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Intermediate Coaching

The intermediate range covers players who are roughly in the region from handicap 4 to 14. The notes below are taken from the Intermediate Coaching Sessions that Robin Brown kindly gave to an assortment of OUACC members during Trinity Term 2002.

Session 5

This session focussed mainly on the defensive elements of play.

Broken Play

The point that not many people of around our level realise is that in a broken play situation (ie opponent has blobbed allowing us to steal the innings, etc) trying to instantly set up the break was sometimes not the best course of action, and that setting a tight leave can be far more beneficial.

This lesson was illustrated by playing a game, with everybody discussing the next shot before it was played.

If you are playing and you have the innings, you must ask yourself what chance you have of making a break. (Pretty good, maybe or no way!): (1) Pretty good - a pioneer by your next hoop (or equivalent), (2) no way - 2 separated boundary balls no where near your hoop, and (3) maybe - everything else.

The action to take in each situation:

  1. The strategy is fairly simple - move partner into the lawn whilst going to the pioneer/other ball and establish the break from there.
  2. Priority should be establishing a leave - a 1 or 2 hoop break is not worth the risk of losing the innings when a really tight leave (see below) can give you more.
  3. The break should be attempted, but defensive play should be employed so that if it does go wrong (maybe 50% of the time) you will have a back-up plan or leave.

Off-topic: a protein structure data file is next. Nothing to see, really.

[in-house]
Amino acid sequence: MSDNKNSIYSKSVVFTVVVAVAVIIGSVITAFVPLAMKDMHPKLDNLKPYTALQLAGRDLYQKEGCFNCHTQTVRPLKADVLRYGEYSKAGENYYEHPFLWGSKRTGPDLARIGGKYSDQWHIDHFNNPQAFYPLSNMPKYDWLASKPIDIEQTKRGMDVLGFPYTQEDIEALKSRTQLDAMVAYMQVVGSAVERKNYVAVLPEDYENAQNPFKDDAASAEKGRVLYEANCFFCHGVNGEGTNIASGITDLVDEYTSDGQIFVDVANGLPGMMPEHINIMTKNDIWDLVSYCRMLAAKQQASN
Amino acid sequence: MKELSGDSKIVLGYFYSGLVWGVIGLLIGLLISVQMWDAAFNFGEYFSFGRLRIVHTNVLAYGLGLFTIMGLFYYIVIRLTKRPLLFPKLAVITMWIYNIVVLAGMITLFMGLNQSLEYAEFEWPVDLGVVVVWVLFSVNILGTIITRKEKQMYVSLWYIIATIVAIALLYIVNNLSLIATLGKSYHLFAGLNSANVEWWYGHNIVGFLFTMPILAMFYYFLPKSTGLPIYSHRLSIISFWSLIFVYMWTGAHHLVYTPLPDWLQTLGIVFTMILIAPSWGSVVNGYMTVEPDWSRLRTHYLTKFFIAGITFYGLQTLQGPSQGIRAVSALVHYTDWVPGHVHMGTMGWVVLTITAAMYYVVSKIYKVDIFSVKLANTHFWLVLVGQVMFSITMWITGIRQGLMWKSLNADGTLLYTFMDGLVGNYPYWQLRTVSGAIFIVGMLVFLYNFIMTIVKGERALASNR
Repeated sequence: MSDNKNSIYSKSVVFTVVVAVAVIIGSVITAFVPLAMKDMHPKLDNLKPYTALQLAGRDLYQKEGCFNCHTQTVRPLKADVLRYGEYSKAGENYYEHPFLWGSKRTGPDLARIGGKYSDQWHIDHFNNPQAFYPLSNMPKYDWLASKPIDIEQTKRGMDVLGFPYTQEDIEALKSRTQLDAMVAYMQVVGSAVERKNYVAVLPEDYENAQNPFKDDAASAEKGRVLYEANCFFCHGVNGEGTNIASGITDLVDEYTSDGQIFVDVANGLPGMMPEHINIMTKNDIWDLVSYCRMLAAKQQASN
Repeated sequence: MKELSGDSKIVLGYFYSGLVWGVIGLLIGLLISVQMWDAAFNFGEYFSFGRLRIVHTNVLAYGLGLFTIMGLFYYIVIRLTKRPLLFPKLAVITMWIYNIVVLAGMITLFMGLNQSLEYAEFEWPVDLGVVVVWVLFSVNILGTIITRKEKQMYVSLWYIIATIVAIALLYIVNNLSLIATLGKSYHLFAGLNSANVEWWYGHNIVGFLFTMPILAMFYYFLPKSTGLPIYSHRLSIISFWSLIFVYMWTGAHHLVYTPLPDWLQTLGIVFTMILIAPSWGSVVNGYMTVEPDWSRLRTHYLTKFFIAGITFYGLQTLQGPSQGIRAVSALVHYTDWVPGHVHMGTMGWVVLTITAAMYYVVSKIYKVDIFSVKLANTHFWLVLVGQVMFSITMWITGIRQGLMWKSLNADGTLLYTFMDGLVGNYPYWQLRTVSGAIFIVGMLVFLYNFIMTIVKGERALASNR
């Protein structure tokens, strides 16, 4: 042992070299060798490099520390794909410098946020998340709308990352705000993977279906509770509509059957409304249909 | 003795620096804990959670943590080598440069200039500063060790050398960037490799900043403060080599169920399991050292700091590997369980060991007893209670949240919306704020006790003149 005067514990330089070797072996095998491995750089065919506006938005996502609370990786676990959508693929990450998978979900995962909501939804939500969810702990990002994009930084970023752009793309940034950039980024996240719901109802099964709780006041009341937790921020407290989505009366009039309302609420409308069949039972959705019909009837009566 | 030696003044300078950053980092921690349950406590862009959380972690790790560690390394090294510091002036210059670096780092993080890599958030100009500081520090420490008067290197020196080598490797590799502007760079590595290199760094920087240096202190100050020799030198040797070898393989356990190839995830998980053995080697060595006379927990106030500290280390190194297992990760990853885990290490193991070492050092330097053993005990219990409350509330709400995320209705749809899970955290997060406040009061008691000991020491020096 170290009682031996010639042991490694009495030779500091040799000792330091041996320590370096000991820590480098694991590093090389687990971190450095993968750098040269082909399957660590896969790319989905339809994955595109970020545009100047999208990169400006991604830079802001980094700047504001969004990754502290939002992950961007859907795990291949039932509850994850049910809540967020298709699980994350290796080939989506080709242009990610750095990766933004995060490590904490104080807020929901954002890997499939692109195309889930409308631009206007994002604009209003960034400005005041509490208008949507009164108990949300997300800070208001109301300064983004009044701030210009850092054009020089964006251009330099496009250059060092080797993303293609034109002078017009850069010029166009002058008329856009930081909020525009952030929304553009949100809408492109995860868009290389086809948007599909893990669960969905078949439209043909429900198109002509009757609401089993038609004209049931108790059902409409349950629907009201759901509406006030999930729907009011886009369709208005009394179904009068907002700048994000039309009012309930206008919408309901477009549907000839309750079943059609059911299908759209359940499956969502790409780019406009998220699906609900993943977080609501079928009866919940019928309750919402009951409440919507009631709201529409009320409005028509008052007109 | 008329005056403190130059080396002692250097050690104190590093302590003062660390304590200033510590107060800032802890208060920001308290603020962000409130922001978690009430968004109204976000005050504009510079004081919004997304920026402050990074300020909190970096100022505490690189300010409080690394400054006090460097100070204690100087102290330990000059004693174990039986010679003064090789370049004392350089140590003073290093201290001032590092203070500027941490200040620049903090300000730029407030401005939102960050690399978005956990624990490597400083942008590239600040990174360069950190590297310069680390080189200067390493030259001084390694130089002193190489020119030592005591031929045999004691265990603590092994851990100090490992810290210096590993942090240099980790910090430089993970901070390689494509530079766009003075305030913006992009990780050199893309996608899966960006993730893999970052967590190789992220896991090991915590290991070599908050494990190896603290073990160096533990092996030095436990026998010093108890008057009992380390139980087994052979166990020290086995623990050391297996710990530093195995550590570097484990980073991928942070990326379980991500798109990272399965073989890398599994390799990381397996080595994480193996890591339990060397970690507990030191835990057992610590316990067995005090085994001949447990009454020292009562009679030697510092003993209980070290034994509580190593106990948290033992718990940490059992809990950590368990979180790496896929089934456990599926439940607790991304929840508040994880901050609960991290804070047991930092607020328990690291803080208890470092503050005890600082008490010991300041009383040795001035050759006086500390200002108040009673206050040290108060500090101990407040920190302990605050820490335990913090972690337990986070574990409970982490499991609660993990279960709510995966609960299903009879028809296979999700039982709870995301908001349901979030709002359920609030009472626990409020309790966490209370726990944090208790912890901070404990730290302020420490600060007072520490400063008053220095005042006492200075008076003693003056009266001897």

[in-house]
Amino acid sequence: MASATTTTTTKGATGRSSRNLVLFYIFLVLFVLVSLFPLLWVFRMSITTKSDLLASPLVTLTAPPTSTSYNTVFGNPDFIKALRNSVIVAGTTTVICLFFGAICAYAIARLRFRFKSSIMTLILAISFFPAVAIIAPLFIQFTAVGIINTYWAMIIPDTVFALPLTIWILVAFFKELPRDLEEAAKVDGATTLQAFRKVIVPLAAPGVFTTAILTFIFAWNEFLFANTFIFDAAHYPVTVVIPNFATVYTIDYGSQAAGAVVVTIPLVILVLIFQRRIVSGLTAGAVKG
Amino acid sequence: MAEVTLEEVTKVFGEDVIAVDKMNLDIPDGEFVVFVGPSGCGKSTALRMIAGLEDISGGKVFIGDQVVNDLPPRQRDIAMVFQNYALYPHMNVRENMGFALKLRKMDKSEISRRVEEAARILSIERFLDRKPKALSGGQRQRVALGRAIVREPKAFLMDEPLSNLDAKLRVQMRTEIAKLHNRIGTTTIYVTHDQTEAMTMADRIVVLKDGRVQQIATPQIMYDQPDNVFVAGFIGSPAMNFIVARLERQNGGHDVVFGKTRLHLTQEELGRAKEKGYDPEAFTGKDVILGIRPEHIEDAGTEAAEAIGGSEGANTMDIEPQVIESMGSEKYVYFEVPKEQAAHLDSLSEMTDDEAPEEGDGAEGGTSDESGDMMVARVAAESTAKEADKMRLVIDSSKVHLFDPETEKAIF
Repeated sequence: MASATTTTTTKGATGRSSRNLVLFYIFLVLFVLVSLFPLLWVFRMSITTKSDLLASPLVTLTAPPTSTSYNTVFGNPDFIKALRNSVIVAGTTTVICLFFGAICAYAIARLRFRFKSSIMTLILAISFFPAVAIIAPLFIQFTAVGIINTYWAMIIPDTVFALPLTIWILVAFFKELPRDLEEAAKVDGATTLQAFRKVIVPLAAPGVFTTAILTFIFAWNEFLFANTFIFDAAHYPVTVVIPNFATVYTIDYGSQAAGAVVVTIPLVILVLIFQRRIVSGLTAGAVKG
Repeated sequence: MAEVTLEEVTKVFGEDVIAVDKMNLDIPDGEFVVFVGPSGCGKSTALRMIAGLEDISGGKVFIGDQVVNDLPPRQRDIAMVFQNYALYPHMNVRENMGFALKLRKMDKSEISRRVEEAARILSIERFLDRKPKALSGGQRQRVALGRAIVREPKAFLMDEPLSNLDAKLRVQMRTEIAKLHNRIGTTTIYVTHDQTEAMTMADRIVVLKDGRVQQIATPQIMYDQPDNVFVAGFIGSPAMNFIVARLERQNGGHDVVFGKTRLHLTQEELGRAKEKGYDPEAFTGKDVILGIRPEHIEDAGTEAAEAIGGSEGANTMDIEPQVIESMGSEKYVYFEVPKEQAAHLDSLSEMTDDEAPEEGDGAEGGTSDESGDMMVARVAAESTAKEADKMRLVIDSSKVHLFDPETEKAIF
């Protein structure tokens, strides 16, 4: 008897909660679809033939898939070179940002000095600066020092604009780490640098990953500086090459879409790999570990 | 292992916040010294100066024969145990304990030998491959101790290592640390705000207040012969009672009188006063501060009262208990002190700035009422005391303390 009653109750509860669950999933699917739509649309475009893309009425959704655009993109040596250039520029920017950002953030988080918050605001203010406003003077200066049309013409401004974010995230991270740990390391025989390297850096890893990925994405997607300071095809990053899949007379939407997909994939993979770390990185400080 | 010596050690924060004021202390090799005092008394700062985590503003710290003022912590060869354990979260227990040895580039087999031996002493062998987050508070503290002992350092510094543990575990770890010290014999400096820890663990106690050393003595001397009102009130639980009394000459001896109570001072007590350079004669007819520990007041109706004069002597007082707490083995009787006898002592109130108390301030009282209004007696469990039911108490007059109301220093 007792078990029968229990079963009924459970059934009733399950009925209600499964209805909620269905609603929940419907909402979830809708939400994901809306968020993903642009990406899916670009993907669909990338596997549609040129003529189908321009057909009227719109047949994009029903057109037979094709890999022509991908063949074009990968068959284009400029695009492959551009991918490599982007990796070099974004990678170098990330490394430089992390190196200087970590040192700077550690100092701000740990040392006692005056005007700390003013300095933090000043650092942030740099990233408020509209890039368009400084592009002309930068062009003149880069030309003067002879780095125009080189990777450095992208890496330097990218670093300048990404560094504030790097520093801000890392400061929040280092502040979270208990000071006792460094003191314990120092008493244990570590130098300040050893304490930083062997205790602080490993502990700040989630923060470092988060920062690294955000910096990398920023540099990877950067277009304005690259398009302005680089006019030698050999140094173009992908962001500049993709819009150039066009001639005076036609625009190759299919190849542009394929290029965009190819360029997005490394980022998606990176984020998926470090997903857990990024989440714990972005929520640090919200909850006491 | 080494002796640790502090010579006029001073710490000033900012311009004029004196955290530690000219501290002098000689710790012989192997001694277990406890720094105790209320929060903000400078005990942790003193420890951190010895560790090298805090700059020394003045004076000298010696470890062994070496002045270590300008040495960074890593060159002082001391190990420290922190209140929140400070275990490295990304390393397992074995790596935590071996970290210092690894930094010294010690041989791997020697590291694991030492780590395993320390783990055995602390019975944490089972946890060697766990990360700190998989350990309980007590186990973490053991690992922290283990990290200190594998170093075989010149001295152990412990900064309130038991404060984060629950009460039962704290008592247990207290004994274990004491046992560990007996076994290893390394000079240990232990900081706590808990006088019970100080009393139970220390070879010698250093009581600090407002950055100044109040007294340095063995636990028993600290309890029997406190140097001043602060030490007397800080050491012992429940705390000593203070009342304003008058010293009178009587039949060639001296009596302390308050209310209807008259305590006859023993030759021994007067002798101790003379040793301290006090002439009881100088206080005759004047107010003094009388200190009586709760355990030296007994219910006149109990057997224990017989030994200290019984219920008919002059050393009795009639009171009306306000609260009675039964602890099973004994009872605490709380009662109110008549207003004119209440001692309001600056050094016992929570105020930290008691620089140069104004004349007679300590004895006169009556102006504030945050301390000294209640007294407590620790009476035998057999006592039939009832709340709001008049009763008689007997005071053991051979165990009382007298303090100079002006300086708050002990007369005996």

Following The Standard Opening

For example, arriving at the usual starting situation (R in C2, Y as tice on West Boundary, U & K both yard-line balls on East boundary) with U & K to play. This is clearly a (3) situation.

The aim of U & K is to attempt to set up the break whilst leaving partner ball maybe a yard or so from the boundary until the break is established - hence take off to R, thick take off to rush Y and then roll into hoop 1. If it goes well, there is a good chance of a 3-ball break, bringing partner in on the way to hoop 4. If it goes badly, shooting off to behind partner gives a 1 yard rush into the middle of the lawn, and two balls (loosely) placed on hoops 1 and 2, which given the circumstances is not a bad leave.

Defensive Rolling

Many are the situations where you will be rolling up to a hoop with a low (<60%) chance of making that hoop. In this case it might be worth while thinking ahead and rolling defensively. Assume U & K are rolling for hoop 1. R is a pioneer at 2, Y is pioneer at 3. Rolling the forward ball (K) to 2/3 diagonal between corner 1 and hoop 1, whilst getting in hoop running position is sensible. If the hoop is made, a reasonable roquet will enable the break to continue. If the hoop is over-run, you have made a back-up plan by playing B to 1/3 between corner 1 and hoop 1, guarding boundary and preventing a shot against U & K.

Leaves From Broken Play

  1. An interesting leave that fits in nicely with the defensive rolling approach mentioned above: Your balls are guarding boundary with a rush with U on K to hoop 1, R is a pioneer at 2, Y is about 3 yards from East boundary about 4 yards north of the peg. (The actual area for this ball is immense and not important). The rationale:

    Shots available to R & Y:

    • Y shoots - leaves U & K with a rush to hoop and a pioneer at next hoop - only worth doing for a fat double at U & K.
    • R at U & K - U hits R stops it to 2, makes hoop 1 and trundles around on a 4-ball-break.
    • R at Y - R will end up only 3 yards from Y. U runs hoop 1, plays K to 3 whilst going to R, gently stops R to pivot, getting an easy rush on Y to hoop 2. (4-ball-break).
    • R at corner 4 - U runs hoop 1 with rush to East Boundary south of Y. Stop K to 3 whilst getting rush on Y to 2 (3-ball-break).